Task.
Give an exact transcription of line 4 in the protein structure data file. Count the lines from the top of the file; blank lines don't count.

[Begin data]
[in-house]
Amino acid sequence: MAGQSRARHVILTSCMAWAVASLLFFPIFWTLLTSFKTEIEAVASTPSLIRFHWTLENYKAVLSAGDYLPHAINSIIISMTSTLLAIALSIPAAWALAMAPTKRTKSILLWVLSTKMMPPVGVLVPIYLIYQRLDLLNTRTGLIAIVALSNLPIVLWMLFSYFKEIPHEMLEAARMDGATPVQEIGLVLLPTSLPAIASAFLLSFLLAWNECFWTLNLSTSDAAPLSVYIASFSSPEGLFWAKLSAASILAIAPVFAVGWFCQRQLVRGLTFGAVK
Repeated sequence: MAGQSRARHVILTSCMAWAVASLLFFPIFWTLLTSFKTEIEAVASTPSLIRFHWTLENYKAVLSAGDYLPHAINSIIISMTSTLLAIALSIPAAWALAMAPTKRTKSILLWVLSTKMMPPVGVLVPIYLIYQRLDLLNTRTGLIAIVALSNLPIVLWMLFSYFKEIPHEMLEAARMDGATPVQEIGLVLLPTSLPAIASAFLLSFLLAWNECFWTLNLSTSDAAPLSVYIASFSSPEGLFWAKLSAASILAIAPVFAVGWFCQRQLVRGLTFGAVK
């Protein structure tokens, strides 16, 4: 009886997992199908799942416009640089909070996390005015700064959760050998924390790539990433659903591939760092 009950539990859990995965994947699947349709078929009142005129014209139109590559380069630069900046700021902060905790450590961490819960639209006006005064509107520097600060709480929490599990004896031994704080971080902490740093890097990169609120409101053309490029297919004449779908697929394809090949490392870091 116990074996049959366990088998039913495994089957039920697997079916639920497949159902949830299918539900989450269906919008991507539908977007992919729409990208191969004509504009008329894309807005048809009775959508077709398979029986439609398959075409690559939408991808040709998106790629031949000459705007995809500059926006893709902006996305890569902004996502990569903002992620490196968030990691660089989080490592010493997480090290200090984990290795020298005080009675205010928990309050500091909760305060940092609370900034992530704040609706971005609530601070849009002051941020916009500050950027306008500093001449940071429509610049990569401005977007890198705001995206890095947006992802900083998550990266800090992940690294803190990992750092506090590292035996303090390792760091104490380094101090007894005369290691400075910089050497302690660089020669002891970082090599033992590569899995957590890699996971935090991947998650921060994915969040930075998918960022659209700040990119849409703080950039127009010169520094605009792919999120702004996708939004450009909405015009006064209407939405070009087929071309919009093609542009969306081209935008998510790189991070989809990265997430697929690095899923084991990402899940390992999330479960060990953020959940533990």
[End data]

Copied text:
């Protein structure tokens, strides 16, 4: 009886997992199908799942416009640089909070996390005015700064959760050998924390790539990433659903591939760092 009950539990859990995965994947699947349709078929009142005129014209139109590559380069630069900046700021902060905790450590961490819960639209006006005064509107520097600060709480929490599990004896031994704080971080902490740093890097990169609120409101053309490029297919004449779908697929394809090949490392870091 116990074996049959366990088998039913495994089957039920697997079916639920497949159902949830299918539900989450269906919008991507539908977007992919729409990208191969004509504009008329894309807005048809009775959508077709398979029986439609398959075409690559939408991808040709998106790629031949000459705007995809500059926006893709902006996305890569902004996502990569903002992620490196968030990691660089989080490592010493997480090290200090984990290795020298005080009675205010928990309050500091909760305060940092609370900034992530704040609706971005609530601070849009002051941020916009500050950027306008500093001449940071429509610049990569401005977007890198705001995206890095947006992802900083998550990266800090992940690294803190990992750092506090590292035996303090390792760091104490380094101090007894005369290691400075910089050497302690660089020669002891970082090599033992590569899995957590890699996971935090991947998650921060994915969040930075998918960022659209700040990119849409703080950039127009010169520094605009792919999120702004996708939004450009909405015009006064209407939405070009087929071309919009093609542009969306081209935008998510790189991070989809990265997430697929690095899923084991990402899940390992999330479960060990953020959940533990």